Although sperm delivered to the cervix can push through the cervical mucosa to the uterus, fallopian tubes, and ovum, the existence of sperm capable with forward movement is vital for fertility. Typically, clinical laboratory evaluation of sperm motility was a retrospective test that included analyzing an undiluted specimen and measuring the fraction of motile sperm as well as the motility rate.

The World Health Organization assigns grades a, b, c, and d. According to the interpretation, 50% or more of the sperm in categories a, b, and c should be mobile within 1 hour, and 25% or more should demonstrate progressive motility (a and b). The presence of a large proportion of immobile sperm and sperm aggregates requires further testing to assess sperm viability or sperm agglutinin concentration.

Sperm Motility Grading

  Grade WHO Criteria
4 A Rapid, Straight-line motility
3 B Slower speed, some lateral movement
2 B Slow forward progression, noticeable lateral movement
1 C No forward progression
0 D No Movement

Sperm Morphology

Infertility is caused by the presence of a significant amount of nonmotile sperm as well as the production of sperm that is morphologically incapable of fertilizing. The head, collar, midpiece, and tail forms of sperm are all evaluated. Poor ovum penetration is associated with defects in head morphology, whereas abnormalities in the back, midpiece, and tail limit motility.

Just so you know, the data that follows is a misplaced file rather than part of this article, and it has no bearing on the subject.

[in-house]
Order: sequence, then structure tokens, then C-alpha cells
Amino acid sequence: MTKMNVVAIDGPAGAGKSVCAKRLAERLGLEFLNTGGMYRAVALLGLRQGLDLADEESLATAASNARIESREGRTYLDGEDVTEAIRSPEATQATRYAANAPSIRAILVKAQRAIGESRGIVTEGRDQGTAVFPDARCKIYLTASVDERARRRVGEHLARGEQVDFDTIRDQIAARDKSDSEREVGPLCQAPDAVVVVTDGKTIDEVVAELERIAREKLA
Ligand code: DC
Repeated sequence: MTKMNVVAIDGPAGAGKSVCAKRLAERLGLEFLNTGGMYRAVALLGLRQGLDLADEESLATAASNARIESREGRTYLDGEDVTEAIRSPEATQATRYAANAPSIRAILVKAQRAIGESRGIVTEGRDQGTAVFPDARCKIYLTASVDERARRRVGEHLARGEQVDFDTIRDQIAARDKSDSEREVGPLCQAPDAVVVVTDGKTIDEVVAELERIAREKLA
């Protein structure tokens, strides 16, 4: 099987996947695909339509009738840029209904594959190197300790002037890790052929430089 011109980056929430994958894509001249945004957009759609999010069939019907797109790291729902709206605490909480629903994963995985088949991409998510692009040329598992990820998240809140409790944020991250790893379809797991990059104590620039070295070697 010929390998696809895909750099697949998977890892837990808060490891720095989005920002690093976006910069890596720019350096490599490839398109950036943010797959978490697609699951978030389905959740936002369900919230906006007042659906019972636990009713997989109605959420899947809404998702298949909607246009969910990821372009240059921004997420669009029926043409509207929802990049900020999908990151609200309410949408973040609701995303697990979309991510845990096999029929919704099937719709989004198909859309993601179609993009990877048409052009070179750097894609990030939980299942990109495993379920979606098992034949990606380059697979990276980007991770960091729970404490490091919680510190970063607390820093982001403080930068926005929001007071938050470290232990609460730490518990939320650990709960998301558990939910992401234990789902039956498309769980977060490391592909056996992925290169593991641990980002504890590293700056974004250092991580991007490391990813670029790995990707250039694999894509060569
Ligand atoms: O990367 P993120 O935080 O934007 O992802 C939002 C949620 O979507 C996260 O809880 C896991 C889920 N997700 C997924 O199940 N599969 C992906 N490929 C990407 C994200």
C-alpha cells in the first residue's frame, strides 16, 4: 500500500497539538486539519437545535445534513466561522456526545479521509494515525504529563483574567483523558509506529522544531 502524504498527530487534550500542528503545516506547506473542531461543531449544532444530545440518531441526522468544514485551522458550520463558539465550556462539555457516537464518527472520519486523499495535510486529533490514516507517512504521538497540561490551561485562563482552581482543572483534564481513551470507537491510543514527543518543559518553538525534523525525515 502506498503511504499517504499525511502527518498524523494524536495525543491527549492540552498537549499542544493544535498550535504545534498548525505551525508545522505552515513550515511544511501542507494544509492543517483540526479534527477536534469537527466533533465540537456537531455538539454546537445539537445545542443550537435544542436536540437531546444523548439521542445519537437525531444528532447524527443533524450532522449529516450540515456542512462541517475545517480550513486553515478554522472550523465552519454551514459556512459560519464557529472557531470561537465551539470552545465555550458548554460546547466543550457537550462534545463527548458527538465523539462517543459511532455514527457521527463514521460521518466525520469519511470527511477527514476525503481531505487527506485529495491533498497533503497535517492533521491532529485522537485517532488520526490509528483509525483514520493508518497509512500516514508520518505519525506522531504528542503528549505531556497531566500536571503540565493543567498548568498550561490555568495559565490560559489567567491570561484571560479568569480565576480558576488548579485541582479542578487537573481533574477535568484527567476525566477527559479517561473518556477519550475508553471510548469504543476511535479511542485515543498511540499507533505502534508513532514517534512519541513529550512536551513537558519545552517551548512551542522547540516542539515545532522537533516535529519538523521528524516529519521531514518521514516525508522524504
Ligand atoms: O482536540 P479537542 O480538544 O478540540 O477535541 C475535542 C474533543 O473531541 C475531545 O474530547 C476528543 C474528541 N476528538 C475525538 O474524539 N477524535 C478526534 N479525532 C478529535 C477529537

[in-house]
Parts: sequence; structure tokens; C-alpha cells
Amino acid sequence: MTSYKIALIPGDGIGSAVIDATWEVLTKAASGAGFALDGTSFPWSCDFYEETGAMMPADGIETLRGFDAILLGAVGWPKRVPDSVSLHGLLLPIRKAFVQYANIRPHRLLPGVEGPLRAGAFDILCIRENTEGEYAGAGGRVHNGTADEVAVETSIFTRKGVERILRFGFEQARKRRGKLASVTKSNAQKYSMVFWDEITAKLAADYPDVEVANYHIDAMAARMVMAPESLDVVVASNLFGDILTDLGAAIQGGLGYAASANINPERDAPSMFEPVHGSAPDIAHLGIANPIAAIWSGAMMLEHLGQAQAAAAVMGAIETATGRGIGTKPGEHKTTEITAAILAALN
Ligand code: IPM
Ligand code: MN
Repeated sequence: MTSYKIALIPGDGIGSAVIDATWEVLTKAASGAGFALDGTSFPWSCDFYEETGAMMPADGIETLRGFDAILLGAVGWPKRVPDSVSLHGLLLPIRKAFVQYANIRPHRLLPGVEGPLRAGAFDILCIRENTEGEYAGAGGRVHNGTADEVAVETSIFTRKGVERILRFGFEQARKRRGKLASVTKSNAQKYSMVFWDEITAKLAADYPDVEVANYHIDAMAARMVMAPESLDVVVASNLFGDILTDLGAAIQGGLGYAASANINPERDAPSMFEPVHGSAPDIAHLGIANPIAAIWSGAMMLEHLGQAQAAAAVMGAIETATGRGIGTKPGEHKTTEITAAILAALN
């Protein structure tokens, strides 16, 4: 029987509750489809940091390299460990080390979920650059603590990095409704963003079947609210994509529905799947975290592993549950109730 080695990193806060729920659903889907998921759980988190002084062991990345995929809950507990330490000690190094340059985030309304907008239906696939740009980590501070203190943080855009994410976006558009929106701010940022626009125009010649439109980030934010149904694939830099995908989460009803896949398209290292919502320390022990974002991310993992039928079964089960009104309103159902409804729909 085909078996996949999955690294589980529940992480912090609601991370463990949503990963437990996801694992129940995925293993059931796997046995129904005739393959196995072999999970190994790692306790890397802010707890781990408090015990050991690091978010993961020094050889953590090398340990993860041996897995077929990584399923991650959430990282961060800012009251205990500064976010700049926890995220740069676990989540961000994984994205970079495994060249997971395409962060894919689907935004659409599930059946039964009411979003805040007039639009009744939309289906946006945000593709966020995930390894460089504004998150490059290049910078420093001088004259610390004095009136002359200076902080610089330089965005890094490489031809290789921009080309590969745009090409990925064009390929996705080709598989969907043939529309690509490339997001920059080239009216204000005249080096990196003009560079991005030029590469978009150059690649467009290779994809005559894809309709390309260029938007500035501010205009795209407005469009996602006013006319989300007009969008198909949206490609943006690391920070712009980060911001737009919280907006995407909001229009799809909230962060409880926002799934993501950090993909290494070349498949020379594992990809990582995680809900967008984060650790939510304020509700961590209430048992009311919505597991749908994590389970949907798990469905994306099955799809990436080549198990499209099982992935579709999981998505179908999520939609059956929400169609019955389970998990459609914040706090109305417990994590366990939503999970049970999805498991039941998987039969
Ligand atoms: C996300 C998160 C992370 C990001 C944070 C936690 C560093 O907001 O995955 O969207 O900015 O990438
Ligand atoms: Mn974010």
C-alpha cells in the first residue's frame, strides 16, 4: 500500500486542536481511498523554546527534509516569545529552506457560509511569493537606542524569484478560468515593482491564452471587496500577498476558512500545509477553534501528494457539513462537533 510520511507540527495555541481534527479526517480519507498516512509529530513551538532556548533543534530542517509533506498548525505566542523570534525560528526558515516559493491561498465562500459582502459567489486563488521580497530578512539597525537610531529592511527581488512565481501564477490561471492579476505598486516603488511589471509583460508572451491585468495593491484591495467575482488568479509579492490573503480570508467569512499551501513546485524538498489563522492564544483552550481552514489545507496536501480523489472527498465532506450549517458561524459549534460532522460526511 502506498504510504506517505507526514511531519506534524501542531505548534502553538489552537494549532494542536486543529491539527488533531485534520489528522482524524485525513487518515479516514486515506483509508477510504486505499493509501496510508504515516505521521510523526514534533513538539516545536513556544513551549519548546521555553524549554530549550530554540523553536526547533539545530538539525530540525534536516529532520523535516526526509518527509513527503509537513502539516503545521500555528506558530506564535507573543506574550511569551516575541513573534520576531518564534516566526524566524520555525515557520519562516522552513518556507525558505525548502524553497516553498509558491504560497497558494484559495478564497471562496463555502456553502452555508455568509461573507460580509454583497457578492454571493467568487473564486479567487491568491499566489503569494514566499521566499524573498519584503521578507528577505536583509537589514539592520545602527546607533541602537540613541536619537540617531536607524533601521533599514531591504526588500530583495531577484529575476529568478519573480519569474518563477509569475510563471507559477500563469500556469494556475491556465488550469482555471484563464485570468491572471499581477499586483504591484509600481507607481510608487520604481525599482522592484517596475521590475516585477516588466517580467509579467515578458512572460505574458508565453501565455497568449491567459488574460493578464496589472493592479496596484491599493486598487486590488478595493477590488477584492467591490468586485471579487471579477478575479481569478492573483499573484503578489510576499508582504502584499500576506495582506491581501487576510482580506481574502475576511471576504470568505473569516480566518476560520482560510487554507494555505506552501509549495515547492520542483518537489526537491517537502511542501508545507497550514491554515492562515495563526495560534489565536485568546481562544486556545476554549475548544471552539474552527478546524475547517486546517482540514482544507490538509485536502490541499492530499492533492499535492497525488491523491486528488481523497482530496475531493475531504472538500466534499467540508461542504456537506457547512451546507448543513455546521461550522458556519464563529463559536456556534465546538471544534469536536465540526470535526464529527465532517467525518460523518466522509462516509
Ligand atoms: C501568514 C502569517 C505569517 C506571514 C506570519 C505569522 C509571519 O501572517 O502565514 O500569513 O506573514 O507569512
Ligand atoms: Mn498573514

The normal sperm has an oval-shaped head that measures approximately 5 μm length by 3 μm width and a flagellar neck that measures around 45μm in thickness. The acrosomal cap, which is positioned at the tip of the head and contains enzymes, is essential for ovum penetration. The acrosomal shield will protect approximately half of the head and two-thirds of the sperm nuclei. The neckpiece is made up of the head, which is joined to the tail, and the midpiece. The midpiece is the thickest part of the tail because it is surrounded by a mitochondrial sheath that allows the tail to move.

Normal sperm morphology levels vary depending on the technique of measurement, ranging from standard forms more than 30% when using normal criteria to standard forms larger than 14% while using strict standards.

Normal Spermatozoa Structure (Source: Urinalysis and BodyFluids)
Abnormalities of sperm and tails (Source: Urinalysis and BodyFluids)

Other Examinations of Semen

Fructose

It is the major sugar in sperm, and decreased seminal fructose levels are associated with androgen insufficiency. The sperm count and fructose levels are inversely related. Low fructose production is caused by insufficient testosterone or seminal insufficiency in the vesicles. The resorcinol technique is easy and affordable. According to this concept, the fructose in an acidic solution heated with resorcinol creates a crimson precipitate. The fructose must be transformed to hydroxymethyl furfural before it can condensate into the real resorcinol precipitate.

Antibodies to Spermatozoa

Antibodies can be produced by either a man or a female. In laboratory tests, the significance of spermatozoal antibodies in infertility is well established, but there is still a lot of doubt concerning human spermatozoa. Many clinical correlative investigations have used agglutination tests for sperm in the past.

References:

  1. Concise Book of Medical Laboratory Technology Methods and Interpretations by Ramnik Sood
  2. Urinalysis and Body Fluids 5th Ed by Strasinger SK and Di Lorenzo MS